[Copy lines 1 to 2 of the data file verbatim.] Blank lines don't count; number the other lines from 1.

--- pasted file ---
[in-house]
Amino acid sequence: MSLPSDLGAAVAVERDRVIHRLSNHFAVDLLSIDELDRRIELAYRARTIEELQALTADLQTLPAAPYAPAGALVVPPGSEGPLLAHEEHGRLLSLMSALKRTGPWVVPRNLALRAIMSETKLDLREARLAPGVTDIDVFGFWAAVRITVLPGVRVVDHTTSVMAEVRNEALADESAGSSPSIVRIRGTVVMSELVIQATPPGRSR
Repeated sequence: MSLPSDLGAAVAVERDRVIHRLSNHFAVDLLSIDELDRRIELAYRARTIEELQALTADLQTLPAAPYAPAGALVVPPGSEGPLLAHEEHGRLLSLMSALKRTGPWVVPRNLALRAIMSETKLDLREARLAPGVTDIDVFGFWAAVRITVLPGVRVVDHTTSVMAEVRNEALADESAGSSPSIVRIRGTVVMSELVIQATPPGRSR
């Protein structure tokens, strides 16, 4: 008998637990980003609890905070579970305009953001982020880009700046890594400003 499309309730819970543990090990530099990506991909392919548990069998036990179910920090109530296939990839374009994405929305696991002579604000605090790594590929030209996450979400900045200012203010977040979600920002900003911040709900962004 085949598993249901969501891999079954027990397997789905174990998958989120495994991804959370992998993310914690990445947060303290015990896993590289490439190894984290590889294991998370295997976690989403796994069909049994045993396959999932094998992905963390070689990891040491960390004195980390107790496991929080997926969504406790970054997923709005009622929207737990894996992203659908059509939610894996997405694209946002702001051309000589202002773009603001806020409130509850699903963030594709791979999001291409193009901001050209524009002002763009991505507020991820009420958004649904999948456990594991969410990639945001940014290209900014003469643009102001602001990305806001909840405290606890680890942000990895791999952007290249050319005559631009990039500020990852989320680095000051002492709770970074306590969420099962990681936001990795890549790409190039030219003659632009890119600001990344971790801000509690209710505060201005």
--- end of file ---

[in-house]
Amino acid sequence: MSLPSDLGAAVAVERDRVIHRLSNHFAVDLLSIDELDRRIELAYRARTIEELQALTADLQTLPAAPYAPAGALVVPPGSEGPLLAHEEHGRLLSLMSALKRTGPWVVPRNLALRAIMSETKLDLREARLAPGVTDIDVFGFWAAVRITVLPGVRVVDHTTSVMAEVRNEALADESAGSSPSIVRIRGTVVMSELVIQATPPGRSR